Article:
Asrael Symphony

From Wikipedia, the free encyclopedia
  (Redirected from Asrael (symphony))
Jump to navigation Jump to search
Portrait of Josef Suk with dedication: "To Dear Miss Otilka Dvořáková", 1894

The Asrael Symphony for large orchestra in C minor (Czech: „Asrael“, Symfonie pro velký orchestr c moll), Op. 27 (1905–1906), is a Czech symphony composed by Josef Suk. Suk wrote the work in memory of his father-in-law and teacher, Antonín Dvořák (died 1904), and his wife (Dvořák's daughter) Otilie Suková (née Dvořáková) (died 1905).


Suk began to compose his funeral[1] symphony at the beginning of 1905, about eight months after Dvořák's death. The composition was titled after Asrael (Azrael), known as the angel of death in the Old Testament[2] and as the Islamic carrier of souls after death.[3] The work is in five movements. Suk completed the sketches of three movements less than a half year later. On 6 July 1905, while Suk was in the middle of the work, his wife Otilie died.[4] Although the composition was to be also a celebration of Dvořák's life and work, the desolated composer rejected the optimistic tone of the rest of the work. Suk himself recalled:

The fearsome Angel of Death struck with his scythe a second time. Such a misfortune either destroys a man or brings to the surface all the powers dormant in him. Music saved me and after a year I began the second part of the symphony, beginning with an adagio, a tender portrait of Otilka.[5]

Suk completed the score on 4 October 1906. He dedicated the work "to the exalted memory of Dvořák and Otilie",[6] in particular the last two movements to Otilie.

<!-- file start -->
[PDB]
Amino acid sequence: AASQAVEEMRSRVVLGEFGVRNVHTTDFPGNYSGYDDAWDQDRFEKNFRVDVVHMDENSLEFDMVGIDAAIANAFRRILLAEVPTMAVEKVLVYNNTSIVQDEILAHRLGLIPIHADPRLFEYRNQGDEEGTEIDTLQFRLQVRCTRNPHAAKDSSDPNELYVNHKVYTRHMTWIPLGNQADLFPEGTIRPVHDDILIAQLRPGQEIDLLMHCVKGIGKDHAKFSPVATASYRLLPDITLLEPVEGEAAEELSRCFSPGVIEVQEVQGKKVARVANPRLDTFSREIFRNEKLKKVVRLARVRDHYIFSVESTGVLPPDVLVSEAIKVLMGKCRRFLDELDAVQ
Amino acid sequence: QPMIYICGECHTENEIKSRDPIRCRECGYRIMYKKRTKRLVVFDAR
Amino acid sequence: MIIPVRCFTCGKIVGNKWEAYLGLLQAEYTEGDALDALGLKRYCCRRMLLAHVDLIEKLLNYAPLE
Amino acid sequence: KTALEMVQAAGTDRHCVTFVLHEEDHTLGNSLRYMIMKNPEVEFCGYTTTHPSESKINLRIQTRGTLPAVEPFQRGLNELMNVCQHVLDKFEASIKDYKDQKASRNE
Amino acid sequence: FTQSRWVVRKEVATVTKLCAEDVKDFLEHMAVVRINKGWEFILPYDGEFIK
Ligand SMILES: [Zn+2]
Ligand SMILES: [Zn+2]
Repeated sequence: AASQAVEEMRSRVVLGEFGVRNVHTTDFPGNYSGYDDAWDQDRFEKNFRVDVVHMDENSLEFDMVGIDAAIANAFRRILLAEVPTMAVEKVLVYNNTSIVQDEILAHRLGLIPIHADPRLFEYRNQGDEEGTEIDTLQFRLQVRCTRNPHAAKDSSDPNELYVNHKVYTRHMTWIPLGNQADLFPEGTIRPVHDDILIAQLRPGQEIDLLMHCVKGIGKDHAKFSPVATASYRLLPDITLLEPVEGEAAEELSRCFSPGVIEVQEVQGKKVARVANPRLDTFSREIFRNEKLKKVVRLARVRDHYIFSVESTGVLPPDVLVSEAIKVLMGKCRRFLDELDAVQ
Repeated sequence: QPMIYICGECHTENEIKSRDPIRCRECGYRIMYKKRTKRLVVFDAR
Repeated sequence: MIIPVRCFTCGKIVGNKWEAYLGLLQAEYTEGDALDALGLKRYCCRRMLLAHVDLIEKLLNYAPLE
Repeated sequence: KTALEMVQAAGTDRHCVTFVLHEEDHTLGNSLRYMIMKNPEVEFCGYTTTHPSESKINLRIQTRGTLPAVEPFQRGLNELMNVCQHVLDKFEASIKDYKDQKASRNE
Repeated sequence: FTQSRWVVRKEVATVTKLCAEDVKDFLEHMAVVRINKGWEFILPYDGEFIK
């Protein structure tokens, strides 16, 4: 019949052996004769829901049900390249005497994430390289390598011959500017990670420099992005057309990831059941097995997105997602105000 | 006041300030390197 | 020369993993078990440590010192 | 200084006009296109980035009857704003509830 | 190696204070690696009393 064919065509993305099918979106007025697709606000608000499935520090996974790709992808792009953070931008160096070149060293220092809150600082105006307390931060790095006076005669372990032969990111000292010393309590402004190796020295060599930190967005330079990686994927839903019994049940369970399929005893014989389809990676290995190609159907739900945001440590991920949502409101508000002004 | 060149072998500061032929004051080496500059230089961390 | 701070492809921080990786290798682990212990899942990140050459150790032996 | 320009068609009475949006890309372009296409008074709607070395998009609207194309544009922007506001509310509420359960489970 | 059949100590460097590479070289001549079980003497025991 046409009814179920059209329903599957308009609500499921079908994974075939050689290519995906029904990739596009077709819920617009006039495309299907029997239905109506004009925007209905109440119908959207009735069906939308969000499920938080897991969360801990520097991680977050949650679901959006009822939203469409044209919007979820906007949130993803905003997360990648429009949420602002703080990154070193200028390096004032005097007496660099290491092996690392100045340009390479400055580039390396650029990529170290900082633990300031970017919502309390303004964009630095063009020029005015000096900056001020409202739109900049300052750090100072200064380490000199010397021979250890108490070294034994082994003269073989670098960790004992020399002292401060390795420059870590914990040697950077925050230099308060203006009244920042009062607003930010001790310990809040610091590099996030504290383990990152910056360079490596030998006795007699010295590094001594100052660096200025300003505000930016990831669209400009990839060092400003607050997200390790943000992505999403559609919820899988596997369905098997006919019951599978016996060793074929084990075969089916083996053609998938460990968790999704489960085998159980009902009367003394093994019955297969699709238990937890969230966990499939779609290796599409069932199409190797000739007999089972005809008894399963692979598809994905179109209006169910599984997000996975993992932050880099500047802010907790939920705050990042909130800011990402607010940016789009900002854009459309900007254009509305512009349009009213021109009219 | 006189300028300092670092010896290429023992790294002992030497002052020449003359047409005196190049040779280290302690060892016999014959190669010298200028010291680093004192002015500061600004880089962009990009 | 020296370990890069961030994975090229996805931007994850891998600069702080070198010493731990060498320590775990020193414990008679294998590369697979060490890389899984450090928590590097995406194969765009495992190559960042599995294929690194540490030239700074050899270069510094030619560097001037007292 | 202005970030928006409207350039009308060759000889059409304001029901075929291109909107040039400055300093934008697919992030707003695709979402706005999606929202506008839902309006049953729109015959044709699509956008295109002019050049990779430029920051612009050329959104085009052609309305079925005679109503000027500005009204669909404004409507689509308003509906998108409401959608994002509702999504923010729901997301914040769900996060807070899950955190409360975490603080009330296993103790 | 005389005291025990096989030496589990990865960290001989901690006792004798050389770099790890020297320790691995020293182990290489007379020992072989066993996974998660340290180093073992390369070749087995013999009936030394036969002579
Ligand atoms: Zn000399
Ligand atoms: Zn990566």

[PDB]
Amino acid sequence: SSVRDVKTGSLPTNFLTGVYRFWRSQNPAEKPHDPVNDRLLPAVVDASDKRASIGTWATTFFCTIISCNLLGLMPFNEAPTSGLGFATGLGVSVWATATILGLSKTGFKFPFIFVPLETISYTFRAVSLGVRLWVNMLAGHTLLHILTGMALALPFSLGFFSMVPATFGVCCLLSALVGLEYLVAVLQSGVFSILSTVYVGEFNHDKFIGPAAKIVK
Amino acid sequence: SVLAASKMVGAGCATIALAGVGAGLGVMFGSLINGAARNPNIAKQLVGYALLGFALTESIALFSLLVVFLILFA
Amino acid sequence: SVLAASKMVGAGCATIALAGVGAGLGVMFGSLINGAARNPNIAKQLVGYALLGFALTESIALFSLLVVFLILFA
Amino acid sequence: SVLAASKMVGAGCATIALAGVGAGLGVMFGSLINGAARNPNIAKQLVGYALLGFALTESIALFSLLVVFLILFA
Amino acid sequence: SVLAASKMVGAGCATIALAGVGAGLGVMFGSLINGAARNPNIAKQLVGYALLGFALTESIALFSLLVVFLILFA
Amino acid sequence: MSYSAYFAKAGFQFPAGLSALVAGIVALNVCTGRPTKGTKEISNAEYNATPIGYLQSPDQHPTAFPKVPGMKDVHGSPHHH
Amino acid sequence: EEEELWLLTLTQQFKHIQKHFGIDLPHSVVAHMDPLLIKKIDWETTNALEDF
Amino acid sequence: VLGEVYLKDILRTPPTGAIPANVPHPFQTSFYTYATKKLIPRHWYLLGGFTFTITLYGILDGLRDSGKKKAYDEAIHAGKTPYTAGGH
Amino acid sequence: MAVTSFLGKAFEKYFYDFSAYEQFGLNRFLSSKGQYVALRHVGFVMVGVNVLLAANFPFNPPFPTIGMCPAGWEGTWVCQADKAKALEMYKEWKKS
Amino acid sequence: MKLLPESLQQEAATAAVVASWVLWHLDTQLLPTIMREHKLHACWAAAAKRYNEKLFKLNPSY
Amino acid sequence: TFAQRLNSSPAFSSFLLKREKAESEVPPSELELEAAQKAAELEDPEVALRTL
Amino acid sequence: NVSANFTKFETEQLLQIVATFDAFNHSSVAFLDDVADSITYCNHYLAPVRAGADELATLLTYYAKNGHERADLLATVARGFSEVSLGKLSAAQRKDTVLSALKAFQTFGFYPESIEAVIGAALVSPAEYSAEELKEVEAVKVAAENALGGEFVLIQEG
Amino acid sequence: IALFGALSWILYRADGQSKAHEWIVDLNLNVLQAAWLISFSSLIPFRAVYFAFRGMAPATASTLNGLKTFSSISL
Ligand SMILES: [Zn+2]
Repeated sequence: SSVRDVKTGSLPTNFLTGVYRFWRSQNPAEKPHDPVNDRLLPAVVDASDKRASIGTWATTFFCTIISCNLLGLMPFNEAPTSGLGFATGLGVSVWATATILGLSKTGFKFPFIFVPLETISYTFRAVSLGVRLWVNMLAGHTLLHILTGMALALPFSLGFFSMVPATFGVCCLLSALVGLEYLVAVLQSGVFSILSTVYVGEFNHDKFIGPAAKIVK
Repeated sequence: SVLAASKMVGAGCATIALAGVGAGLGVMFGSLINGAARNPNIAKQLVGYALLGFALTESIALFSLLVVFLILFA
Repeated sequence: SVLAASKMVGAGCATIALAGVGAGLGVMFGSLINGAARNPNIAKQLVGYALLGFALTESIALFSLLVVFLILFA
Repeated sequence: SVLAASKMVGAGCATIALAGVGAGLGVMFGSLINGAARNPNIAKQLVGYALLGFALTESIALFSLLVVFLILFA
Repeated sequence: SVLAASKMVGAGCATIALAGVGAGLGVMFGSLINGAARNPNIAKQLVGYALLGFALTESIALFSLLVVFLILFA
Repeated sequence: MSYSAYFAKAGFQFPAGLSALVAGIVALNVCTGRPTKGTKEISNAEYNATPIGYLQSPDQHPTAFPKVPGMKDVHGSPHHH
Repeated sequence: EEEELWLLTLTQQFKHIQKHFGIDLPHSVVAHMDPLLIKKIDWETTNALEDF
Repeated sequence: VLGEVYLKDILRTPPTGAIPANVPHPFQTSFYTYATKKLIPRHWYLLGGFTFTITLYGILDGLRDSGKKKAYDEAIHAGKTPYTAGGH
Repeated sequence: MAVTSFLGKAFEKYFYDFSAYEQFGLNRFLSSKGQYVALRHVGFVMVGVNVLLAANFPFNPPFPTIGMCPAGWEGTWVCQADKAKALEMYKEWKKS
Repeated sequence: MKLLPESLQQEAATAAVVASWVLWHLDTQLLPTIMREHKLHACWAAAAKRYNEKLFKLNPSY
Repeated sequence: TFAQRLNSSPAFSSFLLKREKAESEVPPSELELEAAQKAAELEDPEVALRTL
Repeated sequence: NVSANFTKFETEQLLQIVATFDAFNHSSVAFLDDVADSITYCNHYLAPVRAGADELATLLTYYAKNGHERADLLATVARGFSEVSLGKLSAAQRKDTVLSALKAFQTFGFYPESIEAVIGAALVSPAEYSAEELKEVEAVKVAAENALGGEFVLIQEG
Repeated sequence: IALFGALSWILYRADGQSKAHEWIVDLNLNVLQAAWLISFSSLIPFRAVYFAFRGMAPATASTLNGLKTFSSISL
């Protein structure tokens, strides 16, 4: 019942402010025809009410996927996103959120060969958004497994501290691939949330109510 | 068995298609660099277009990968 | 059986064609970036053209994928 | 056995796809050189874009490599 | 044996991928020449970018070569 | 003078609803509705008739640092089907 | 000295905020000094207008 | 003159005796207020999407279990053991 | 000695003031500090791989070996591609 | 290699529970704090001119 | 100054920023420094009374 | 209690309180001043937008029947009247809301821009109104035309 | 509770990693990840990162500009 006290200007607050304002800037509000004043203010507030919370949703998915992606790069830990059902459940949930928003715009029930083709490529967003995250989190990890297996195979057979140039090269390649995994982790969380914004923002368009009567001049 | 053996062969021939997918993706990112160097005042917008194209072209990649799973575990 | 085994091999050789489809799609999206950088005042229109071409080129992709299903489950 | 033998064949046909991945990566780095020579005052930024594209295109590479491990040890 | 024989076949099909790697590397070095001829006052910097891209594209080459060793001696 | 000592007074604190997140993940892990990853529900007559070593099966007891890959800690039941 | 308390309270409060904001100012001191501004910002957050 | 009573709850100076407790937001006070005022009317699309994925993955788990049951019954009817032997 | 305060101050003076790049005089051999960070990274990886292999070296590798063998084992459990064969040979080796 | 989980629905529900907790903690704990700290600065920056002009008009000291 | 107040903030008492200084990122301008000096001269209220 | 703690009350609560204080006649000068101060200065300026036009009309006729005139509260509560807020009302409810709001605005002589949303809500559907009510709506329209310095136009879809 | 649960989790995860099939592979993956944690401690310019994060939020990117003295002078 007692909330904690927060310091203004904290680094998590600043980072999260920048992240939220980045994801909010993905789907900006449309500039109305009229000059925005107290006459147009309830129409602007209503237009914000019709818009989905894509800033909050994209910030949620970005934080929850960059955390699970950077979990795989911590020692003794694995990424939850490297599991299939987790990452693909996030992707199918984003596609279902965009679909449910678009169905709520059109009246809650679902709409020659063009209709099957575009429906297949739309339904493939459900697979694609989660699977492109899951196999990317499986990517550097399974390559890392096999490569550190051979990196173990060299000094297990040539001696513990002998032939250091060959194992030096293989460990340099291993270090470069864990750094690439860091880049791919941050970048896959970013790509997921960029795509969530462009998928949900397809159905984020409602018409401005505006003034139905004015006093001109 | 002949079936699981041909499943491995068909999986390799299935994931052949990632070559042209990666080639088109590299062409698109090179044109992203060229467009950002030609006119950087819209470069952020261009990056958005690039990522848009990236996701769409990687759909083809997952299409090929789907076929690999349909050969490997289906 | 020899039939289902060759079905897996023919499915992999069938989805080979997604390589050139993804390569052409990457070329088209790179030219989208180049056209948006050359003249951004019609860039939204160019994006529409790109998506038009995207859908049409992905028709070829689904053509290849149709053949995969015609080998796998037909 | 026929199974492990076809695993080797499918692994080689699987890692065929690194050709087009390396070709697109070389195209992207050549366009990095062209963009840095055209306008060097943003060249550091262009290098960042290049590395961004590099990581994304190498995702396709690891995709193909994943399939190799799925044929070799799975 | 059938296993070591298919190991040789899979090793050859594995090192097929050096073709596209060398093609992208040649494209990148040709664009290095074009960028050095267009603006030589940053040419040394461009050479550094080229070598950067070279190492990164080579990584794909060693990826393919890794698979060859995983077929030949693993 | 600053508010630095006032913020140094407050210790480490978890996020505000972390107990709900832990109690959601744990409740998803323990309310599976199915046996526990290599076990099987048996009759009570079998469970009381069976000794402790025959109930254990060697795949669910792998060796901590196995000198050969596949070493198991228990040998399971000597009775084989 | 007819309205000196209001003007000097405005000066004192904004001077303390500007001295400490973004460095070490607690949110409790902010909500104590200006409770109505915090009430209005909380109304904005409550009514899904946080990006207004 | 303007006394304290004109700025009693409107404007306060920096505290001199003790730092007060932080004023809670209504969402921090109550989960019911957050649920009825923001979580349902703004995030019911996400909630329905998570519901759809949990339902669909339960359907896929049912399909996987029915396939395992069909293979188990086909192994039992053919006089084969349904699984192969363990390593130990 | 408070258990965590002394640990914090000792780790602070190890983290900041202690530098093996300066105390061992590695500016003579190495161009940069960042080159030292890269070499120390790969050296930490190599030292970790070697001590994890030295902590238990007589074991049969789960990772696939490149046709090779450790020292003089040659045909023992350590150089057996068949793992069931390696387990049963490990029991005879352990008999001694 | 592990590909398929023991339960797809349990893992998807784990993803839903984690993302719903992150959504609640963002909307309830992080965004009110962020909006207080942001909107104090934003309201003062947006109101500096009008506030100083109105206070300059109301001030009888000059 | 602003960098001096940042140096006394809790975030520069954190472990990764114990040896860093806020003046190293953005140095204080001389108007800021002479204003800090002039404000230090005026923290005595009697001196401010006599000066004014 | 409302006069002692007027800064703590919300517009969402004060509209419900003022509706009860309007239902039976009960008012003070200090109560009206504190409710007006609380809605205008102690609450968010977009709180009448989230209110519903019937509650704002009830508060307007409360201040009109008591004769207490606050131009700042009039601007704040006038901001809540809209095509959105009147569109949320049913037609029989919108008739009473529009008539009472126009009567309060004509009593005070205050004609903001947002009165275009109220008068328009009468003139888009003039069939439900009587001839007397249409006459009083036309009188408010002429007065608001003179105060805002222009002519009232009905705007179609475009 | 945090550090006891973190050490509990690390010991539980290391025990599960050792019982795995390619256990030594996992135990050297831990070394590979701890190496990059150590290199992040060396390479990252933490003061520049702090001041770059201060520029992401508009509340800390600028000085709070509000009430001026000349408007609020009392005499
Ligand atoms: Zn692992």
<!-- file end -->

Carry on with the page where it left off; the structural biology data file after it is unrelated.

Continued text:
The symphony was premièred on 3 February 1907 at the Prague National Theatre, conducted by Karel Kovařovic. Karel Hoffmann and Jiří Herold, members of the Czech Quartet, attended the premiere as the concertmasters of the orchestra of the National Theatre.[7]


The composition is in five movements:

  1. Andante sostenuto
  2. Andante
  3. Vivace
  4. Adagio
  5. Adagio e maestoso

The influence of Dvořák's composing style, apparent in Suk's previous work, is not noticeable in this composition, according to Vysloužil, who writes that Suk develops his musical language rather toward modern polyphonic and harmonic techniques.[8] Suk included several music quotations in tribute to his father-in-law and wife, including quotes from Dvořák's Requiem and opera Rusalka.[5]


The symphony is scored for piccolo, 2 flutes, 2 oboes, cor anglais, 2 clarinets in B-flat (A, E-flat), bass clarinet, 2 bassoons, contrabassoon, 6 horns (horns V and VI ad lib), 3 trumpets in C, 3 trombones, tuba, timpani, triangle, cymbals, bass drum, harp, and strings.


  1. ^ Album notes (SU 3830-2), p. 10
  2. ^ Andrew Clements (2011-03-31). "Suk: Asrael – review". The Guardian. Retrieved 2017-03-19.
  3. ^ Tim Ashley (2001-02-28). "The sound of freedom". The Guardian. Retrieved 2017-03-19.
  4. ^ Dopisy o životě hudebním i lidském, p. 60
  5. ^ a b Jessica Duchen (2010-02-19). "Observations: Suk's Angel of Death is not for the faint-hearted". The Independent. Retrieved 2017-03-19.
  6. ^ Album notes (SU 3864-2), p. 10
  7. ^ Dopisy o životě hudebním i lidském, p. 65
  8. ^ Vysloužil, Hudební slovník pro každého, p. 518


External links[edit]